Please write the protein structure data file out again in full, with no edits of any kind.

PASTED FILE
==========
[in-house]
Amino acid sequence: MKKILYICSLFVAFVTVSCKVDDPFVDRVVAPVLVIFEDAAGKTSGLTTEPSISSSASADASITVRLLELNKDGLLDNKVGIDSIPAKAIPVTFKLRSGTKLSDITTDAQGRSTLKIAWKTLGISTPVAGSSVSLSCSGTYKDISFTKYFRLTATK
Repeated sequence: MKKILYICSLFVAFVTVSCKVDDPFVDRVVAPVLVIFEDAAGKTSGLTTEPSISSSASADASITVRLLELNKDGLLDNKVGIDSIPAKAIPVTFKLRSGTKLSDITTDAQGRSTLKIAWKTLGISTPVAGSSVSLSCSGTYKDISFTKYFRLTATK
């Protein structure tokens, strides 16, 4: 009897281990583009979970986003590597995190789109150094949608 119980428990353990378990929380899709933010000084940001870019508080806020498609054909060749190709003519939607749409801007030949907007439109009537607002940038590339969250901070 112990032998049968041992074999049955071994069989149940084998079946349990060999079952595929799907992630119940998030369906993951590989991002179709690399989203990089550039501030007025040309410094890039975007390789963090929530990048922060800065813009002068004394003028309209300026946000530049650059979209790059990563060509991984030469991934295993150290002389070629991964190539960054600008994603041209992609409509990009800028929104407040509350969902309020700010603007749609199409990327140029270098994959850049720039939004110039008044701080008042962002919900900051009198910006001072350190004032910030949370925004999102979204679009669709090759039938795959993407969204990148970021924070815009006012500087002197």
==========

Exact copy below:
[in-house]
Amino acid sequence: MKKILYICSLFVAFVTVSCKVDDPFVDRVVAPVLVIFEDAAGKTSGLTTEPSISSSASADASITVRLLELNKDGLLDNKVGIDSIPAKAIPVTFKLRSGTKLSDITTDAQGRSTLKIAWKTLGISTPVAGSSVSLSCSGTYKDISFTKYFRLTATK
Repeated sequence: MKKILYICSLFVAFVTVSCKVDDPFVDRVVAPVLVIFEDAAGKTSGLTTEPSISSSASADASITVRLLELNKDGLLDNKVGIDSIPAKAIPVTFKLRSGTKLSDITTDAQGRSTLKIAWKTLGISTPVAGSSVSLSCSGTYKDISFTKYFRLTATK
């Protein structure tokens, strides 16, 4: 009897281990583009979970986003590597995190789109150094949608 119980428990353990378990929380899709933010000084940001870019508080806020498609054909060749190709003519939607749409801007030949907007439109009537607002940038590339969250901070 112990032998049968041992074999049955071994069989149940084998079946349990060999079952595929799907992630119940998030369906993951590989991002179709690399989203990089550039501030007025040309410094890039975007390789963090929530990048922060800065813009002068004394003028309209300026946000530049650059979209790059990563060509991984030469991934295993150290002389070629991964190539960054600008994603041209992609409509990009800028929104407040509350969902309020700010603007749609199409990327140029270098994959850049720039939004110039008044701080008042962002919900900051009198910006001072350190004032910030949370925004999102979204679009669709090759039938795959993407969204990148970021924070815009006012500087002197």